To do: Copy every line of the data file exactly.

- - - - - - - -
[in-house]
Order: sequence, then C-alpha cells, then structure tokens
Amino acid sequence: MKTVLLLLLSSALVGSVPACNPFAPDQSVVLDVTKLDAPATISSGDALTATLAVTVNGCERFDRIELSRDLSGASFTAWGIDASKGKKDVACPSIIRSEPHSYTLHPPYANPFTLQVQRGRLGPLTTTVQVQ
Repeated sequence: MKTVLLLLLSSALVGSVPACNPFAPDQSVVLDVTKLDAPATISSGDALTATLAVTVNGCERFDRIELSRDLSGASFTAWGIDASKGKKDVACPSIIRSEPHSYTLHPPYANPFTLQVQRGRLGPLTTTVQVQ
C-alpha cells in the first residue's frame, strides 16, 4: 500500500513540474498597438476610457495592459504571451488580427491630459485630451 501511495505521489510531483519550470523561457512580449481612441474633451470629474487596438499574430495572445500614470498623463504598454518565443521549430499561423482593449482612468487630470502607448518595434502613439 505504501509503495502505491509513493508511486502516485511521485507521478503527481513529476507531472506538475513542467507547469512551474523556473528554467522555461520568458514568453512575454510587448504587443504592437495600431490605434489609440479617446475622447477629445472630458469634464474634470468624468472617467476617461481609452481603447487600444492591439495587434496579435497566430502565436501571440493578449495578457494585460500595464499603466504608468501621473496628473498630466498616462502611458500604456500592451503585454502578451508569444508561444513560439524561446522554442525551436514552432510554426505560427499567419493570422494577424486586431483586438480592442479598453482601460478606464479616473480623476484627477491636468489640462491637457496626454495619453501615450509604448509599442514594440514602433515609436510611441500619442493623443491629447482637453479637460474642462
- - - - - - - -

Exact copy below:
[in-house]
Order: sequence, then C-alpha cells, then structure tokens
Amino acid sequence: MKTVLLLLLSSALVGSVPACNPFAPDQSVVLDVTKLDAPATISSGDALTATLAVTVNGCERFDRIELSRDLSGASFTAWGIDASKGKKDVACPSIIRSEPHSYTLHPPYANPFTLQVQRGRLGPLTTTVQVQ
Repeated sequence: MKTVLLLLLSSALVGSVPACNPFAPDQSVVLDVTKLDAPATISSGDALTATLAVTVNGCERFDRIELSRDLSGASFTAWGIDASKGKKDVACPSIIRSEPHSYTLHPPYANPFTLQVQRGRLGPLTTTVQVQ
C-alpha cells in the first residue's frame, strides 16, 4: 500500500513540474498597438476610457495592459504571451488580427491630459485630451 501511495505521489510531483519550470523561457512580449481612441474633451470629474487596438499574430495572445500614470498623463504598454518565443521549430499561423482593449482612468487630470502607448518595434502613439 505504501509503495502505491509513493508511486502516485511521485507521478503527481513529476507531472506538475513542467507547469512551474523556473528554467522555461520568458514568453512575454510587448504587443504592437495600431490605434489609440479617446475622447477629445472630458469634464474634470468624468472617467476617461481609452481603447487600444492591439495587434496579435497566430502565436501571440493578449495578457494585460500595464499603466504608468501621473496628473498630466498616462502611458500604456500592451503585454502578451508569444508561444513560439524561446522554442525551436514552432510554426505560427499567419493570422494577424486586431483586438480592442479598453482601460478606464479616473480623476484627477491636468489640462491637457496626454495619453501615450509604448509599442514594440514602433515609436510611441500619442493623443491629447482637453479637460474642462